A client called last week because her cat, Blanche, was having diarrhea. I will pause while you giggle. We are going to talk about … well, you know … feces. Cultural taboos around all things fecal are strong, making folks feel awkward with these conversations, but you’d be surprised how much of a veterinarian’s day is focused on bowel movements. Frequency, consistency, urgency, color, content. Just remember, as the children’s book says, everybody poops, and we’ll get back to our topic.
I don’t have statistics to prove this, but at least in my experience, the majority of Vineyard cats are allowed outside. There are plenty of arguments for not letting cats out, ranging from impact on local bird populations to health risks to the cats themselves such as trauma, parasitism, and infectious disease, but when it comes to bathroom habits, the reality is even when they have access to a litter box, many Island cats prefer the great outhouse in the woods. The result is, unless urgency makes her poop in the house, you may not even know your cat has diarrhea. In Blanche’s case, she had been kept inside recently due to visiting dogs, so the abnormal bowel movements were readily apparent to her mom. In fact, the client wondered if the diarrhea might be stress-induced.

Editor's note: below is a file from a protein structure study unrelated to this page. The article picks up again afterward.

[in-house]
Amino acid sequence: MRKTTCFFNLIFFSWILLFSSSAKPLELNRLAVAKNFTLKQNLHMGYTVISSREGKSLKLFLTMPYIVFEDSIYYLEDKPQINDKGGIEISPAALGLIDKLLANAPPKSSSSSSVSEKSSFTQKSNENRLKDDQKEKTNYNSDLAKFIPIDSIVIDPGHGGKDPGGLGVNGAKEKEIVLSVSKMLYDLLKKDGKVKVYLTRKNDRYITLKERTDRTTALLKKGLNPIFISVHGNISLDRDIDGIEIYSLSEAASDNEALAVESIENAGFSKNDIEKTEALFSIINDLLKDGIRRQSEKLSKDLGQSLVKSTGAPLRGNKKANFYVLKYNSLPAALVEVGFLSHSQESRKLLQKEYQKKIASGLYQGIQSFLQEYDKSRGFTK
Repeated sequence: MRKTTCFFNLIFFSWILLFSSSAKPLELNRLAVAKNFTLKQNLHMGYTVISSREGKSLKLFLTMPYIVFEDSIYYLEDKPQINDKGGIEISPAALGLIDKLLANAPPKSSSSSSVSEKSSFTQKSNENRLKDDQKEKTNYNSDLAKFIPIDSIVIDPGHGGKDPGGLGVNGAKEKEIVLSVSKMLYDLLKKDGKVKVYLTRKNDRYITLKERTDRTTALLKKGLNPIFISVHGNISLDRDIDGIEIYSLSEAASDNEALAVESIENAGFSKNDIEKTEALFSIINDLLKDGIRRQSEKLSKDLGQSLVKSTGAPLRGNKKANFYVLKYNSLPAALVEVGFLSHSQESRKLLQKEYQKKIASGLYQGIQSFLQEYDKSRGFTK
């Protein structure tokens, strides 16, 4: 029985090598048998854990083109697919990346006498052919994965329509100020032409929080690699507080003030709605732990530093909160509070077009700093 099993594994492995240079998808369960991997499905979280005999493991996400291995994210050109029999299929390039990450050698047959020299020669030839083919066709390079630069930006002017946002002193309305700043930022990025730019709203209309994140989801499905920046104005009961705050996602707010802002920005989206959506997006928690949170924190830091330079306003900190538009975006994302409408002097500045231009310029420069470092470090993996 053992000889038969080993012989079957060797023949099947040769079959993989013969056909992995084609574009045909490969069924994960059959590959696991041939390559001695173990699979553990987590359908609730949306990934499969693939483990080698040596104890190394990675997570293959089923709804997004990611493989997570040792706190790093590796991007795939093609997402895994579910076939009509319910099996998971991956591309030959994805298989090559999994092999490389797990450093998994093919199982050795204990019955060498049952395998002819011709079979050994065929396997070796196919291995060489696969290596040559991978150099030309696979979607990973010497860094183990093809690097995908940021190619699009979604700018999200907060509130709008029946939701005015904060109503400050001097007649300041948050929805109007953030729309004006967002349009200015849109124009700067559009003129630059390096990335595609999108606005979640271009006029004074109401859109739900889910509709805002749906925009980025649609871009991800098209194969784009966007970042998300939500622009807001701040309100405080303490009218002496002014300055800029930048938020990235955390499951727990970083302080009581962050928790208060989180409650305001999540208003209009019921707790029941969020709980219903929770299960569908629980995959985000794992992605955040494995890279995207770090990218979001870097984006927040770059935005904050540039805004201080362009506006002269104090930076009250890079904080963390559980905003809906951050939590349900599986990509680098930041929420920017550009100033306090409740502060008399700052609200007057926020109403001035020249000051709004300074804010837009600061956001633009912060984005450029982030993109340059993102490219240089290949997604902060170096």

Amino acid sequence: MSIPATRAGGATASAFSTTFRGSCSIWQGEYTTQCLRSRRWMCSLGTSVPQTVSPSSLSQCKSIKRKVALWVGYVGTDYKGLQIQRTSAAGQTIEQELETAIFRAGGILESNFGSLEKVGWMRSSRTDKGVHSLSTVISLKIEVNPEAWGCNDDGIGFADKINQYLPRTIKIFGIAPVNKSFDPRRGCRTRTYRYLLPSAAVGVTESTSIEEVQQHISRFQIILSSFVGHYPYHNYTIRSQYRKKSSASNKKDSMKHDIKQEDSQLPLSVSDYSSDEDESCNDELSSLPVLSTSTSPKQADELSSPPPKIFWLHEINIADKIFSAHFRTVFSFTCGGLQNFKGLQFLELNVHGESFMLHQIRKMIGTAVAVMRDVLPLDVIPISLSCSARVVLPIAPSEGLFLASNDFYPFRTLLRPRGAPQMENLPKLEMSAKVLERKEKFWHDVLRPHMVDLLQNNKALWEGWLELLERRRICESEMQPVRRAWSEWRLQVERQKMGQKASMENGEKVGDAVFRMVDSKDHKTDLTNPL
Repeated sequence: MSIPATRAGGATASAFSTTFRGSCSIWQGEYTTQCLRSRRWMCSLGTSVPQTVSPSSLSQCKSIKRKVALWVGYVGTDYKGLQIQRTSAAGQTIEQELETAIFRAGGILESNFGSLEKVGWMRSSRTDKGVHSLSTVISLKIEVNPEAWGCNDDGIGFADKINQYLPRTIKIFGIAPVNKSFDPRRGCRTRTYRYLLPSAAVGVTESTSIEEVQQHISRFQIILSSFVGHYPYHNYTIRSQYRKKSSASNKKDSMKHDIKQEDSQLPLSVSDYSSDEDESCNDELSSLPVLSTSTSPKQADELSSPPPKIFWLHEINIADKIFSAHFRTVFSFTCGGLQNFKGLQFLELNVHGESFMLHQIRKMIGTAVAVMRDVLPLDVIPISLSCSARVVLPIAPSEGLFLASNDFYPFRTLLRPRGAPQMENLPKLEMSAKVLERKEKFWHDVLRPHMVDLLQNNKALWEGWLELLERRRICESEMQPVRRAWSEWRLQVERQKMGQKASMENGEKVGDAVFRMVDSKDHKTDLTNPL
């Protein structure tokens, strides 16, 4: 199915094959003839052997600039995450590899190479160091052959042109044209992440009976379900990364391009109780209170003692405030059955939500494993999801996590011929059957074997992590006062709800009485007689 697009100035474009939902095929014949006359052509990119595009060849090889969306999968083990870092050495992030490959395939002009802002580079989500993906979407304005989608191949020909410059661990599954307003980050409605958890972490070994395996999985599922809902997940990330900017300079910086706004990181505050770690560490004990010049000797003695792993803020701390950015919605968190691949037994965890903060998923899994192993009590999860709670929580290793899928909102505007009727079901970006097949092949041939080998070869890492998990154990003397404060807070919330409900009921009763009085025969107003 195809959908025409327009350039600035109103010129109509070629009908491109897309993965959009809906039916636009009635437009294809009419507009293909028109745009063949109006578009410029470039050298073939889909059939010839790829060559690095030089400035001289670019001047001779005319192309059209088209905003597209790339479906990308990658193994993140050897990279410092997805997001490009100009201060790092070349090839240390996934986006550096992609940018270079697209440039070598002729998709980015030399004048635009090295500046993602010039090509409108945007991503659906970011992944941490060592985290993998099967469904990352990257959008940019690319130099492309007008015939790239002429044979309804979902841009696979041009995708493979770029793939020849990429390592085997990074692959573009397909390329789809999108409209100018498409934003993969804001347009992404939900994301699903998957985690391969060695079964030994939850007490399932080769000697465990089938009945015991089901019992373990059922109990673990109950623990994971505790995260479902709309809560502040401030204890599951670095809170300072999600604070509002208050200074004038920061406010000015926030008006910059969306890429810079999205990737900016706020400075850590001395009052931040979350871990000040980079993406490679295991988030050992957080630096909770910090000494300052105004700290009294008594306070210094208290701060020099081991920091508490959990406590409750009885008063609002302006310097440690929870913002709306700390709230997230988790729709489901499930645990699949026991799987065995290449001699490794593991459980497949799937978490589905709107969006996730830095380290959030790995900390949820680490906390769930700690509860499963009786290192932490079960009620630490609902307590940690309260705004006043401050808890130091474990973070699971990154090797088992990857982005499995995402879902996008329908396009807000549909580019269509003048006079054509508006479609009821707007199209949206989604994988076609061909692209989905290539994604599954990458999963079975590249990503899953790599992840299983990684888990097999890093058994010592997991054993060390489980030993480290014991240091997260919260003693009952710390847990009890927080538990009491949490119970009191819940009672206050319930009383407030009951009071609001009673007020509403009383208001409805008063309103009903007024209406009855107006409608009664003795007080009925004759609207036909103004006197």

Diarrhea is not a disease. It is a sign of disease. To help us determine the underlying problem, and to assess how serious it is, we first look at whether there are other symptoms. Is Blanche vomiting? How is her appetite? Is she feeling perky? Or is she lethargic, dehydrated, feverish? Our next question is whether the diarrhea is acute or chronic, as these often have different underlying causes and different treatments. Acute cases are most typically caused by dietary indiscretion or intolerance, intestinal parasites, and infectious diseases. Did you suddenly change your pet’s diet? Is Blanche a big hunter? Did you invite strange, scary dogs into the house? Even when we are unable to pin down the cause, acute diarrhea frequently resolves within a few days, spontaneously or with simple symptomatic treatment.
Diarrhea lasting two weeks or more is considered chronic and is most commonly the result of primary intestinal disease, or other systemic illnesses that may affect intestinal function. That’s a long list. It may include cancer; motility disorders; idiopathic inflammatory conditions; food allergy; pancreatic, liver, or kidney disease; metabolic issues like hyperthyroidism; and a host of infectious diseases like salmonella, campylobacter, giardia, and tritrichomonas. Making these diagnoses can be expensive, time-consuming, and invasive.